Why do our headaches persist after taking a one-cent aspirin but disappear when we take a 50-cent aspirin?
Why does recalling the Ten Commandments reduce our tendency to lie, even when we couldn’t possibly be caught?
Why do we splurge on a lavish meal but cut coupons to save twenty-five cents on a can of soup?
Why do we go back for second helpings at the unlimited buffet, even when our stomachs are already full?
And how did we ever start spending $4.15 on a cup of coffee when, just a few years ago, we used to pay less than a dollar?
When it comes to making decisions in our lives, we think we’re in control. We think we’re making smart, rational choices. But are we?
Book: Predictably Irrational
Author: Dan Ariely
First non-fiction book I’m reviewing, so bear with me here.
I’ve always had an almost perverse fascination with decision-making. Not just my own decision making but others too (maybe that’s why I like psychology so much).
So when this book promised to analyse why we make stupidly illogical, irrational decisions- I was tempted (maybe even irrationally tempted). Of course, when friends and family added their voices to the mix, assuring me the book was great and I would love it (and learn a lot from it)- I went ahead and took the plunge.
Other Part of blurb:
(The other part is at the top of the review)
In a series of illuminating, often surprising experiments, MIT behavioral economist Dan Ariely refutes the common assumption that we behave in fundamentally rational ways. Blending everyday experience with groundbreaking research, Ariely explains how expectations, emotions, social norms, and other invisible, seemingly illogical forces skew our reasoning abilities.
Not only do we make astonishingly simple mistakes every day, but we make the same “types” of mistakes, Ariely discovers. We consistently overpay, underestimate, and procrastinate. We fail to understand the profound effects of our emotions on what we want, and we overvalue what we already own. Yet these misguided behaviors are neither random nor senseless. They’re systematic and predictable–making us “predictably” irrational.
From drinking coffee to losing weight, from buying a car to choosing a romantic partner, Ariely explains how to break through these systematic patterns of thought to make better decisions. “Predictably Irrational” will change the way we interact with the world–one small decision at a time.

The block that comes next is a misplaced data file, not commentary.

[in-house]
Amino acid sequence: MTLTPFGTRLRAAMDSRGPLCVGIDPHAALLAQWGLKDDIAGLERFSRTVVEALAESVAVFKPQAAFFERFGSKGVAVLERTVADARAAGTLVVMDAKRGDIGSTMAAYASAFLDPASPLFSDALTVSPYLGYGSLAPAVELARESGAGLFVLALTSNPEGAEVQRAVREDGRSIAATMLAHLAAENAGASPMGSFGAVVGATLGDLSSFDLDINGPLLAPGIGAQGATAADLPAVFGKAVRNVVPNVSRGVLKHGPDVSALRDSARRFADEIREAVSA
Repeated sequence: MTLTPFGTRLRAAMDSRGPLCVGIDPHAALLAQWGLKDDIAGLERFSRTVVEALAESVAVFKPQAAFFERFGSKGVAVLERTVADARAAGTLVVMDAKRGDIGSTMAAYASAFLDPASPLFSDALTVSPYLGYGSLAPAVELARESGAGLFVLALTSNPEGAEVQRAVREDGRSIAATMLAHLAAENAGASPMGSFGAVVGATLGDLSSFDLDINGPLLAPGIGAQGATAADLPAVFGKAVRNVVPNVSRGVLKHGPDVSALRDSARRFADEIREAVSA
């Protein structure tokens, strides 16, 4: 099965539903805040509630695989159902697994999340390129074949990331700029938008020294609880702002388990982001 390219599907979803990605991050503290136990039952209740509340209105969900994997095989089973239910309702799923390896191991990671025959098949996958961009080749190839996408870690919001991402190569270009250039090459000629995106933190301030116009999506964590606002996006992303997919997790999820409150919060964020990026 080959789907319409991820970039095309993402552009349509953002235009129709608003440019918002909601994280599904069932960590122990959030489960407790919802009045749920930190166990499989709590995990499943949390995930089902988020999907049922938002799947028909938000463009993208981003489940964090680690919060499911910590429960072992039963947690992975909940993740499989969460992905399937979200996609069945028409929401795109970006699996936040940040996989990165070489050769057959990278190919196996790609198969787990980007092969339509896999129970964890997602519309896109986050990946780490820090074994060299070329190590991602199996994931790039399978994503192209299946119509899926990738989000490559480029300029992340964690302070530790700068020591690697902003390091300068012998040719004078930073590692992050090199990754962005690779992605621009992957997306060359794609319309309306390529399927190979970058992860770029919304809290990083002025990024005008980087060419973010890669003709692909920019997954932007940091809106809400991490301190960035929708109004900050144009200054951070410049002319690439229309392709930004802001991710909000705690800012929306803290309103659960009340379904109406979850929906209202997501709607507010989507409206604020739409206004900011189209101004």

Do I regret it? Not exactly.
In my experience, non-fiction is either as dry as a text-book or full of filler fluff which pompously hammers home the same point in a million different ways (each less clear than the previous one). Predictably Irrational wasn’t like that. It had intriguing experiments (I feel so weird saying that since I haven’t exactly designed any experiments but still…) and the narrative voice was very easy-going and anecdotal. (However, after a few chapters the ‘You are never gonna guess what happened’ thing got annoying because it was kind of obvious where things were going).
But I wouldn’t exactly recommend this book. So where did it go wrong?
I think I felt cheated. The stuff in Predictably Irrational has been referred to so much, over-hyped and repeated that none of it felt new anymore. The discoveries mentioned in the book were awesomely radical. The problem is other authors and writers think so too. I didn’t learn much. And that really leached the joy out of this book.
Essentially, this is what Dan Ariely tells us in his book. If you’re already familiar with these concepts you might want to give this book a miss.
- The value of an object is always comparative to other similar objects; not an absolute value in itself.
- First shock always hurts the most. After that, each shock is more bearable than the last.
i.e. When buying a large item, we’re not too likely to care if the price is a couple of dollars here or there because we’ve already become numb to the ‘pain’ of spending that much money.
- Placebos work. Expensive placebos work better.
- Humans unconsciously define themselves by stereotypes.
- Humans dislike bringing money into social relationships because these relationships are considered ‘priceless’
- Humans like to believe they’re moral. So most people, if given the chance, will cheat only a little (riiight because cheating a little is a whole lot better than cheating a lot)
- Under pressure, humans will make different decisions than the ones they would have made if they were more objective.
- People love the concept of free. Even when it’s not good for them.
- Procrastination= bad
- Humans like having options. They hate seeing options disappear.
- We want other people to think we’re special, unique, non-conformitive. And we’ll go out of our way to conform to that.
- Ultimately, humans makes irrational, emotional and biased decisions.
It was a good read. I’m not saying it wasn’t. I’m just saying I didn’t learn much from it and unfortunately, I hold non-fiction books to that unfairly high standard of being both informational and interesting.